Mussio Goodman is pleased to announce our recent achievement following a ten-day trial in the BC Supreme Court. In Bloomfield v. Berg, 2023 BCSC 1089, the Court awarded our client $601,000, significantly more than ICBC’s final offer of $424,000 before trial.
Our client was a 31-year-old nursing student at the time of the accident. He sustained injuries after being struck by a vehicle driven by the defendant while walking across the street. Our client suffered a multitude of injuries from the accident, including to his neck, shoulders, back, right arm, right knee, right ribs, right hip, and headaches. Our client also faced numerous psychological troubles, including insomnia, anxiety, and depression, all of which had a devastating effect on his personality and social life.
At trial, ICBC argued that our client’s damages should be reduced because he supposedly failed to mitigate his injuries. ICBC took this stance on the basis that our client should have gone to further doctors when his surgery was unsuccessful, and undergone specific treatments for his psychological symptoms. ICBC made this argument despite the multiple other doctors and treatments our client already pursued for his symptoms. The Court agreed with Mussio Goodman’s independent psychiatrist who noted our client was limited in the treatments he could pursue due to his ongoing symptoms, and firmly disagreed with ICBC:
 With respect to Dr. Muir’s evidence that a lack of insight and avoidance [of therapy] result from Mr. Bloomfield’s somatic symptom disorder, Mr. Berg submits that there is no evidence that Mr. Bloomfield was unable to seek out and participate in therapy.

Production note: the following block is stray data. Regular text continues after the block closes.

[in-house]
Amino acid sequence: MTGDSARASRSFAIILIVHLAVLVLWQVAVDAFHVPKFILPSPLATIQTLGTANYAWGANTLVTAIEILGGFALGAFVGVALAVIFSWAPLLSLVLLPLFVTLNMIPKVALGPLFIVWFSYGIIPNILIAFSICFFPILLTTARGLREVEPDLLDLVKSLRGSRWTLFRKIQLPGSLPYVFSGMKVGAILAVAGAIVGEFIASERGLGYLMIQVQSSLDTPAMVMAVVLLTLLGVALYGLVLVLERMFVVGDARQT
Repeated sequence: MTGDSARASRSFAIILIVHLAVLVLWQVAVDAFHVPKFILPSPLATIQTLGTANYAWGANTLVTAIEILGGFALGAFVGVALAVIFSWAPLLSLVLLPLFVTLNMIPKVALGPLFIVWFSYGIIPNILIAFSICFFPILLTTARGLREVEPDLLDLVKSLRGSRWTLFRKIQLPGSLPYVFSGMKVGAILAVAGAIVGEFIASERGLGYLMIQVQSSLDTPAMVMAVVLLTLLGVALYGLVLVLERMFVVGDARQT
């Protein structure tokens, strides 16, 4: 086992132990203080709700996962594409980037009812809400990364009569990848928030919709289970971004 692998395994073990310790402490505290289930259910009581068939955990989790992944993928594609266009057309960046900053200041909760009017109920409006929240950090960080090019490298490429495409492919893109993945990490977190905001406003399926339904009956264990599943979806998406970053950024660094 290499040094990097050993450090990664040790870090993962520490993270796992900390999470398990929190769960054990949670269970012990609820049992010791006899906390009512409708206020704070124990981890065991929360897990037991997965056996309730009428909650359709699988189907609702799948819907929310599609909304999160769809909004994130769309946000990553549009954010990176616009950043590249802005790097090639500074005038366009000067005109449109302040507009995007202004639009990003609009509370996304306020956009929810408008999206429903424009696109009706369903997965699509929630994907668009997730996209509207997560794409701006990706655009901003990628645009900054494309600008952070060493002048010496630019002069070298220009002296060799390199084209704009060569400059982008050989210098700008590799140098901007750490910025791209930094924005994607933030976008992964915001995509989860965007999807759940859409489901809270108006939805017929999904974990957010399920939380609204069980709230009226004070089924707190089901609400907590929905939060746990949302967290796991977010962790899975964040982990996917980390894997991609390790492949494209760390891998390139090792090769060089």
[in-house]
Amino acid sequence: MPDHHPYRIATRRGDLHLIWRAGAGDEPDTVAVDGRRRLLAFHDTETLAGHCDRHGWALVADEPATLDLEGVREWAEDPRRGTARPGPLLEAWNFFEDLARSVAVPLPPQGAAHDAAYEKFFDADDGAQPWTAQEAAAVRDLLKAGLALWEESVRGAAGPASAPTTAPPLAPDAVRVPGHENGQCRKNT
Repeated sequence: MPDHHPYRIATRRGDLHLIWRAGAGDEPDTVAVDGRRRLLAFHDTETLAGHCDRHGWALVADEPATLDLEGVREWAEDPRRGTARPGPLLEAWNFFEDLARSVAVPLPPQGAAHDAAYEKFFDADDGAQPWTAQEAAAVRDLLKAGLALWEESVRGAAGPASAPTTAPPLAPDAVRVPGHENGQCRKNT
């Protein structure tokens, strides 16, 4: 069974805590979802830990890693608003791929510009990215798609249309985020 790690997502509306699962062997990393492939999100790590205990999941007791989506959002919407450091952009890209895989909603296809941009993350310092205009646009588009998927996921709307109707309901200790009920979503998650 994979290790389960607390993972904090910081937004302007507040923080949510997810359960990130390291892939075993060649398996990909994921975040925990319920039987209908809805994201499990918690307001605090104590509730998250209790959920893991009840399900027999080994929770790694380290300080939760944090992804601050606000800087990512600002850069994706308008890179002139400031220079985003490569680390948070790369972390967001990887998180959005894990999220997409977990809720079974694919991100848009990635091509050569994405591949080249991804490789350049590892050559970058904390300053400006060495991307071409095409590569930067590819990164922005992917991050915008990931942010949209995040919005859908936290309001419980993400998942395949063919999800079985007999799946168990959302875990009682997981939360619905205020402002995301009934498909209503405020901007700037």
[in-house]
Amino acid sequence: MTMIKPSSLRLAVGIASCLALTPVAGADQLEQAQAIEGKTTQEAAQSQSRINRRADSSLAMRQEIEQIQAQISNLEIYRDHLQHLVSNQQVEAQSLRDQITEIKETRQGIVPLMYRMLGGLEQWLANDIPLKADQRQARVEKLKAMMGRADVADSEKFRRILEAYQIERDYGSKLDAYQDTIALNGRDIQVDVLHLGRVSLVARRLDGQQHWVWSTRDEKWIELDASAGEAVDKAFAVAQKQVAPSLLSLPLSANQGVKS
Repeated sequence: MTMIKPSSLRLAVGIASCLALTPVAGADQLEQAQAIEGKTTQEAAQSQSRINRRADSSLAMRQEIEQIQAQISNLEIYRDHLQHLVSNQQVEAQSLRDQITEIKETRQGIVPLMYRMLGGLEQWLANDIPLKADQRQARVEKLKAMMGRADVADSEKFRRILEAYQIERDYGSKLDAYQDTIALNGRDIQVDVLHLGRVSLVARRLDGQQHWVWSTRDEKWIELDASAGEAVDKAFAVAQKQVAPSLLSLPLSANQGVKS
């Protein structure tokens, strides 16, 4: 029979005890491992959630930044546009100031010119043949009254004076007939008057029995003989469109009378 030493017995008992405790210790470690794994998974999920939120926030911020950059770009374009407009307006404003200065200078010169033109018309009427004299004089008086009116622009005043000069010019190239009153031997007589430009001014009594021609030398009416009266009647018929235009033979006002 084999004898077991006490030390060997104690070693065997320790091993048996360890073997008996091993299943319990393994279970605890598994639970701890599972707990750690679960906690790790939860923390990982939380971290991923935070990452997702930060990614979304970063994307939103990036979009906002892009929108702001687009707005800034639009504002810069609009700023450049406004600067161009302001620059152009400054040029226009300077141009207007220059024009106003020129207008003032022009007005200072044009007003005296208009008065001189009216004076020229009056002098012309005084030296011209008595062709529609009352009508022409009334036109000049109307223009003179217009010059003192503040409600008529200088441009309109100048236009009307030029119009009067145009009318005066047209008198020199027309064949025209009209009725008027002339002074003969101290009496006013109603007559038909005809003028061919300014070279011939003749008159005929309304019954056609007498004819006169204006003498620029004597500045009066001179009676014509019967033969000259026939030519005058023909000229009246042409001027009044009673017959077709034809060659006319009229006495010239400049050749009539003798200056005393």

I am not satisfied that Mr. Bloomfield acted unreasonably in not pursuing further surgery for his hip pain or psychotherapy. I accept the evidence of Dr. Muir that Mr. Bloomfield’s somatic symptom disorder impacted his ability to take advantage of potential therapies. […]
 In conclusion, I do not find that Mr. Berg has met his onus of proving that Mr. Bloomfield failed to mitigate his damages and therefore decline to make any deduction to Mr. Bloomfield’s damages award on this basis.
Further, ICBC took the stance that our client’s damages for loss of earning capacity should be reduced. This position was partially based on a hypothetical argument that despite his serious injuries from the accident, our client was already prone to hip pain decades from now, which would have limited his earnings anyway. We directed the court to see that this argument is entirely hypothetical and has no basis in reality. The Court agreed, noting:
 The medical evidence establishes that primarily as a result of his pain symptoms, compounded by his somatic symptom disorder, Mr. Bloomfield has been rendered less capable overall of earning income from all types of employment. […] For the same reasons, Mr. Bloomfield has lost the ability to take advantage of all job opportunities that might otherwise have been open. Finally, I am satisfied that as a result of his reduced capabilities, Mr. Bloomfield, who previously considered working in a number of areas a nurse, is less valuable to himself as a person capable of earning income in a competitive labour market.
 I am satisfied that Mr. Bloomfield has demonstrated a real and substantial possibility of diminished earning capacity which will cause income loss.
This case is illustrative of the inconsiderate positions ICBC will take, such as arguing that an injured person should be pursuing endless treatments before they are entitled to appropriate compensation. Further, it demonstrates the hypotheticals ICBC will resort to in order to undermine an injured person’s damages claim. Mussio Goodman has extensive experience advocating for our clients in the face of ICBC’s strategies.